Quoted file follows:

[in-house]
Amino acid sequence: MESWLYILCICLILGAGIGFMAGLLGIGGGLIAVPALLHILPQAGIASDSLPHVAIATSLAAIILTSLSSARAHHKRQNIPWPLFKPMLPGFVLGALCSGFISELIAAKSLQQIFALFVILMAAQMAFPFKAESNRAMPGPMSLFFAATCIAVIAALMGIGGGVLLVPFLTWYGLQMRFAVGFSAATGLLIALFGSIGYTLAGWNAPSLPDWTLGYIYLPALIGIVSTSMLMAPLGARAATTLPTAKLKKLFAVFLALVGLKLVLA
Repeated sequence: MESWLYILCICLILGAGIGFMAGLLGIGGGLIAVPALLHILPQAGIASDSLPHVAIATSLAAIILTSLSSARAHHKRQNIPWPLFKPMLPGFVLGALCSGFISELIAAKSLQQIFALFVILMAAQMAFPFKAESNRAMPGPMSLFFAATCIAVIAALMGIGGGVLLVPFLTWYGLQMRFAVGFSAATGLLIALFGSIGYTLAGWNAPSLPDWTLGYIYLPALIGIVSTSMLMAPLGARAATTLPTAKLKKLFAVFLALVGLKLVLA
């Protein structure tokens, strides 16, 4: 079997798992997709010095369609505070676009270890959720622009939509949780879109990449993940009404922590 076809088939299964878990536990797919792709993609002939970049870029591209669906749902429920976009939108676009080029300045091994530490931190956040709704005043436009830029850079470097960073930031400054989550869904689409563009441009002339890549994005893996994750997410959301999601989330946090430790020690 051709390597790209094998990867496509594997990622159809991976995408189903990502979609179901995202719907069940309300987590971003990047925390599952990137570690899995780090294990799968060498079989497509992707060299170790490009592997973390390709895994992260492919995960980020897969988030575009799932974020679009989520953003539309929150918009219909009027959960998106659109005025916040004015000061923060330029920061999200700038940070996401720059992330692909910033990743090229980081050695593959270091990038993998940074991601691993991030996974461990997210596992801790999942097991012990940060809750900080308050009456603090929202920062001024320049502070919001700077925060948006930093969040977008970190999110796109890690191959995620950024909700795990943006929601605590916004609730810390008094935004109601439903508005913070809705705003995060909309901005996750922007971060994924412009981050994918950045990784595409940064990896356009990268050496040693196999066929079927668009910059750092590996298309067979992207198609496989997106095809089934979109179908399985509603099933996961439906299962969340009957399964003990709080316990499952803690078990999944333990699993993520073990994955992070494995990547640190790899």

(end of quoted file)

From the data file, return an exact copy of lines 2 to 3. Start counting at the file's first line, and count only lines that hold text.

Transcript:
Amino acid sequence: MESWLYILCICLILGAGIGFMAGLLGIGGGLIAVPALLHILPQAGIASDSLPHVAIATSLAAIILTSLSSARAHHKRQNIPWPLFKPMLPGFVLGALCSGFISELIAAKSLQQIFALFVILMAAQMAFPFKAESNRAMPGPMSLFFAATCIAVIAALMGIGGGVLLVPFLTWYGLQMRFAVGFSAATGLLIALFGSIGYTLAGWNAPSLPDWTLGYIYLPALIGIVSTSMLMAPLGARAATTLPTAKLKKLFAVFLALVGLKLVLA
Repeated sequence: MESWLYILCICLILGAGIGFMAGLLGIGGGLIAVPALLHILPQAGIASDSLPHVAIATSLAAIILTSLSSARAHHKRQNIPWPLFKPMLPGFVLGALCSGFISELIAAKSLQQIFALFVILMAAQMAFPFKAESNRAMPGPMSLFFAATCIAVIAALMGIGGGVLLVPFLTWYGLQMRFAVGFSAATGLLIALFGSIGYTLAGWNAPSLPDWTLGYIYLPALIGIVSTSMLMAPLGARAATTLPTAKLKKLFAVFLALVGLKLVLA